Tommy Munns, assistant sports editor of the Globe and Mail.

Victor O. Jones, sportswriter for the Boston Globe.

Ted Reeves, a true legend. Played on two Grey Cup Argos teams, and became a beloved sports writer with the Toronto Telegram and Toronto Sun. There’s even an arena named after him in Toronto. He used to write these rambling sports poems, one of which I have in an old program, and his nickname was “The Moaner.”

Fred Jackson, succeed Lou Marsh as sports editor of the Toronto Star.

Hal Straight, sports editor of the Toronto Sun, a man who taught Pierre Berton the ins-and-outs of the newpaper business.

Marc McNeil, sportswriter for the Montreal Gazette.

Bill Roche, sportswriter in Sarnia and Toronto, and hockey author.

Jim Hurley, sportswriter for the New York Daily Mirror.

Harry Scott, sports editor of the Calgary Albertan, who played two seasons for the Montreal Canadiens (1913-14, 1914-15), with Georges Vezina and Newsy Lalonde as teammates.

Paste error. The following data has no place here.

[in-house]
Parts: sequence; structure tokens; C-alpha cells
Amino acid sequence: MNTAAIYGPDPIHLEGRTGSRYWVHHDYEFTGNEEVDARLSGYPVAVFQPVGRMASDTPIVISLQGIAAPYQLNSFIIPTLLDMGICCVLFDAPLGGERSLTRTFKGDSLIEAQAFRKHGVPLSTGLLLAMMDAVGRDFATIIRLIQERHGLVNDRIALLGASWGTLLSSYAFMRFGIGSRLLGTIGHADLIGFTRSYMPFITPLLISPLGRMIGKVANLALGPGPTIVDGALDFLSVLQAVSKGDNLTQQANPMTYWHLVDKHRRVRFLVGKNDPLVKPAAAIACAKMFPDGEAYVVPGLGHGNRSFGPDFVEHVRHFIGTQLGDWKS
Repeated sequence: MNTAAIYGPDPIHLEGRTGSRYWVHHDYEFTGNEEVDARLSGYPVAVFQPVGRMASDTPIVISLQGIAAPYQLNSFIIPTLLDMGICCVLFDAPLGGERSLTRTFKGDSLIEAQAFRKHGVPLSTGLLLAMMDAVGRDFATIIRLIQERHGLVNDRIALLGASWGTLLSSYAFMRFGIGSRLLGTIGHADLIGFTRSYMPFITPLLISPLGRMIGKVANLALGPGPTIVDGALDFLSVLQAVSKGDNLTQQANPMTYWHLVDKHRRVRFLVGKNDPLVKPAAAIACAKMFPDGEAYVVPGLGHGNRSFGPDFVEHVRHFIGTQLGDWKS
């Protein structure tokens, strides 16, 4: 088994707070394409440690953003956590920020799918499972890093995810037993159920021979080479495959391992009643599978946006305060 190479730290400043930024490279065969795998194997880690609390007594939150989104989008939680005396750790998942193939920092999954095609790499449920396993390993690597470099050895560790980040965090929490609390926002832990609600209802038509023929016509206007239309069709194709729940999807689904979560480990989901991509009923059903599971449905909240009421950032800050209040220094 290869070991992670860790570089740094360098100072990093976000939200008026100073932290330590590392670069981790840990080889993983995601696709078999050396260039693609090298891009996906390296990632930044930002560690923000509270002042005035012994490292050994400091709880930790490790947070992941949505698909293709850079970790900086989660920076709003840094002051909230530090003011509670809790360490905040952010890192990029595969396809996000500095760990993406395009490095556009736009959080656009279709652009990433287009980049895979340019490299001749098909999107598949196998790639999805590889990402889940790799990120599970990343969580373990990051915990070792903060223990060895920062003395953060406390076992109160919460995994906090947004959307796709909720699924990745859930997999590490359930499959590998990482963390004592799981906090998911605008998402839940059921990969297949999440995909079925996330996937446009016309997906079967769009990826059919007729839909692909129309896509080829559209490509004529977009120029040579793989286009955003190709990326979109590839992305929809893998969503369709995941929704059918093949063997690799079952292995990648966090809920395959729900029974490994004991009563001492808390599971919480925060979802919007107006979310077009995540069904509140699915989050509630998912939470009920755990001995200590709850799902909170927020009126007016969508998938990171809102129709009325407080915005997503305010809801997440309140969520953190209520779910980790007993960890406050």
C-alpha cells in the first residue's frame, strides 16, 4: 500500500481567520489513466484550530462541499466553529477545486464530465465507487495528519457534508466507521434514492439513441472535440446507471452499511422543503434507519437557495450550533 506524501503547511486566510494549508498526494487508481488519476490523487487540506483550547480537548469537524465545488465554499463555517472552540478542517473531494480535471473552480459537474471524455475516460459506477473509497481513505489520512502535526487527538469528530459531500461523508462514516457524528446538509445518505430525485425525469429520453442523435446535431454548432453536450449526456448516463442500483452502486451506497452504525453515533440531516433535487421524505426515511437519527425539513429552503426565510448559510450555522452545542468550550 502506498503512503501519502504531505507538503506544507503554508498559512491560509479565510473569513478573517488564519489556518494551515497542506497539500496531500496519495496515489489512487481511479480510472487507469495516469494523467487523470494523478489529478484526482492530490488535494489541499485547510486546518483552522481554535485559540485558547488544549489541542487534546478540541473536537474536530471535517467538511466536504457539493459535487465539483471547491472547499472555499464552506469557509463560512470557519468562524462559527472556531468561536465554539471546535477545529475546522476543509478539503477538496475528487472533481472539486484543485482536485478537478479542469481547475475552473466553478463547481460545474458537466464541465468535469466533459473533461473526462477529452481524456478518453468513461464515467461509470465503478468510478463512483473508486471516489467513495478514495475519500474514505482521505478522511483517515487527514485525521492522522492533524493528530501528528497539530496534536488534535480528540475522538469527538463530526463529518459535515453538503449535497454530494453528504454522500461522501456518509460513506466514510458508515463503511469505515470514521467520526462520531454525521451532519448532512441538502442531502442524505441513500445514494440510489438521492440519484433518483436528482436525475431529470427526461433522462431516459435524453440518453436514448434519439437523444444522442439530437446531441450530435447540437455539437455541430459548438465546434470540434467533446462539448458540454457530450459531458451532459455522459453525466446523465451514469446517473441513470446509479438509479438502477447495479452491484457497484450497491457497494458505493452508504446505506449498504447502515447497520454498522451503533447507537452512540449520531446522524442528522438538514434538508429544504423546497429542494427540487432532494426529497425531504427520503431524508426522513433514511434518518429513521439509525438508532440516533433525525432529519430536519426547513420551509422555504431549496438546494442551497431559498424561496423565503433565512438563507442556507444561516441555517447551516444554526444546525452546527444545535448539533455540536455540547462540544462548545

Please note: I couldn’t find any information about Boaxil O’Meara and John Buss. If anyone can fill me in I would appreciate it very much.

Dad, What The…?

My father was a Habs fan as far back as I can remember, but from reading his journal he once wrote about his childhood, it turns out he was a Leafs fan when he was a kid. He changed later on, and I wish he was alive so I could ask him about it.

All I know is, he used to complain about all things Leafs, including Foster and Bill Hewitt and of course Punch Imlach and Conn Smythe, and he’d go on about the sports section of the paper which was all Leafs, all the time, which, except for him, is understandable considering it was a Toronto paper.

But thankfully somewhere along the way, he became a Habs fan. If I had grown up a Leafs fan, I might have had to shoot myself.

Here’s a section of his journal:

“The Toronto Star used to come up on the train the day after it was published and as a rule, we could usually come up with the three cents it cost. We didn’t have a radio but I became a Toronto Maple Leafs fan through reading the sports pages of this paper. Almost every day of the hockey season, the sports section would carry a drawing of a player and these I would cut and paste in a scrapbook.